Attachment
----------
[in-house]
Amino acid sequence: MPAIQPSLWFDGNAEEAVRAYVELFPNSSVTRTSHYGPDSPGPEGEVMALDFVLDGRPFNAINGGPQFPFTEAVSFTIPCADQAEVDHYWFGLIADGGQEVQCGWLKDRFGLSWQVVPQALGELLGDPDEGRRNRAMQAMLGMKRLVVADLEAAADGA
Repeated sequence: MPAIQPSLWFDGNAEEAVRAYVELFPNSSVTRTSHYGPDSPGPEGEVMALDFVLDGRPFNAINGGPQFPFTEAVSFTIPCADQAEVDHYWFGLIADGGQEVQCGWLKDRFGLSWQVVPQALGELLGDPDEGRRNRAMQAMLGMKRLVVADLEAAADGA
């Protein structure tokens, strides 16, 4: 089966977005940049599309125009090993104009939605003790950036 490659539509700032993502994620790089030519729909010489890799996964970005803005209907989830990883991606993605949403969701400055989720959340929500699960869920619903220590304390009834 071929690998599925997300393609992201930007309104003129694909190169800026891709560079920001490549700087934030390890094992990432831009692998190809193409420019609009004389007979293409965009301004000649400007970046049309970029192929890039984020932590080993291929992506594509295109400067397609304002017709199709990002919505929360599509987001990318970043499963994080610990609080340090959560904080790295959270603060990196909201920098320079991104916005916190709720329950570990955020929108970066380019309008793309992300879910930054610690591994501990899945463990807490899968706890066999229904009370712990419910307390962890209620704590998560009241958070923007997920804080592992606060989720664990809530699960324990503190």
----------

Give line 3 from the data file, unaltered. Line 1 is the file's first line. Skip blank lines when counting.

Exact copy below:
Repeated sequence: MPAIQPSLWFDGNAEEAVRAYVELFPNSSVTRTSHYGPDSPGPEGEVMALDFVLDGRPFNAINGGPQFPFTEAVSFTIPCADQAEVDHYWFGLIADGGQEVQCGWLKDRFGLSWQVVPQALGELLGDPDEGRRNRAMQAMLGMKRLVVADLEAAADGA